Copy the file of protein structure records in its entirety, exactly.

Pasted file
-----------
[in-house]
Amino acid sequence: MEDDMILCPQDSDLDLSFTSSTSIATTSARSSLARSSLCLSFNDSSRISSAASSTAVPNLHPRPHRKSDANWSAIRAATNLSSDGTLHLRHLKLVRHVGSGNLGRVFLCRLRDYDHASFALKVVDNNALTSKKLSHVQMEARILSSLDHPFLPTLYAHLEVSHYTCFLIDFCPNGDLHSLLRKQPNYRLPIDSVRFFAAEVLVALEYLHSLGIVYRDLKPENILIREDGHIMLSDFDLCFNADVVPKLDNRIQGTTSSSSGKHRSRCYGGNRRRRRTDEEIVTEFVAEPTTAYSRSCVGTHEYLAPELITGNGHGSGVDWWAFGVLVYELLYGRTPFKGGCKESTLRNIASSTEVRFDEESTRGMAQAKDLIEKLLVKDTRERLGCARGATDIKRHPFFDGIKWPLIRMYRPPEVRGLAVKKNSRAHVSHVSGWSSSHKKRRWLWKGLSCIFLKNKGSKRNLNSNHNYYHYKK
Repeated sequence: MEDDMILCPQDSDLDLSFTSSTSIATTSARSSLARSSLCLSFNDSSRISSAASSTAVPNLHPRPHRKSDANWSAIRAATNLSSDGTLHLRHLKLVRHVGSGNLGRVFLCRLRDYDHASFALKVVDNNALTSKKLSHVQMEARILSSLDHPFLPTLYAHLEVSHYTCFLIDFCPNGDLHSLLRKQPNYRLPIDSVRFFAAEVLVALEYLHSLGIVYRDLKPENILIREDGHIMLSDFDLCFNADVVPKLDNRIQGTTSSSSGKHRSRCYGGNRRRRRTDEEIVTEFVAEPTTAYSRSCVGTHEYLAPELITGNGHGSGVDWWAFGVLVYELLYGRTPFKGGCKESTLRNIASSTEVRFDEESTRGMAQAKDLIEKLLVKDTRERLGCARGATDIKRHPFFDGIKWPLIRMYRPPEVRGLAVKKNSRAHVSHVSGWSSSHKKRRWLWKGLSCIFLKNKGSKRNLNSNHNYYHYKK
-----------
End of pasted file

[in-house]
Amino acid sequence: MEDDMILCPQDSDLDLSFTSSTSIATTSARSSLARSSLCLSFNDSSRISSAASSTAVPNLHPRPHRKSDANWSAIRAATNLSSDGTLHLRHLKLVRHVGSGNLGRVFLCRLRDYDHASFALKVVDNNALTSKKLSHVQMEARILSSLDHPFLPTLYAHLEVSHYTCFLIDFCPNGDLHSLLRKQPNYRLPIDSVRFFAAEVLVALEYLHSLGIVYRDLKPENILIREDGHIMLSDFDLCFNADVVPKLDNRIQGTTSSSSGKHRSRCYGGNRRRRRTDEEIVTEFVAEPTTAYSRSCVGTHEYLAPELITGNGHGSGVDWWAFGVLVYELLYGRTPFKGGCKESTLRNIASSTEVRFDEESTRGMAQAKDLIEKLLVKDTRERLGCARGATDIKRHPFFDGIKWPLIRMYRPPEVRGLAVKKNSRAHVSHVSGWSSSHKKRRWLWKGLSCIFLKNKGSKRNLNSNHNYYHYKK
Repeated sequence: MEDDMILCPQDSDLDLSFTSSTSIATTSARSSLARSSLCLSFNDSSRISSAASSTAVPNLHPRPHRKSDANWSAIRAATNLSSDGTLHLRHLKLVRHVGSGNLGRVFLCRLRDYDHASFALKVVDNNALTSKKLSHVQMEARILSSLDHPFLPTLYAHLEVSHYTCFLIDFCPNGDLHSLLRKQPNYRLPIDSVRFFAAEVLVALEYLHSLGIVYRDLKPENILIREDGHIMLSDFDLCFNADVVPKLDNRIQGTTSSSSGKHRSRCYGGNRRRRRTDEEIVTEFVAEPTTAYSRSCVGTHEYLAPELITGNGHGSGVDWWAFGVLVYELLYGRTPFKGGCKESTLRNIASSTEVRFDEESTRGMAQAKDLIEKLLVKDTRERLGCARGATDIKRHPFFDGIKWPLIRMYRPPEVRGLAVKKNSRAHVSHVSGWSSSHKKRRWLWKGLSCIFLKNKGSKRNLNSNHNYYHYKK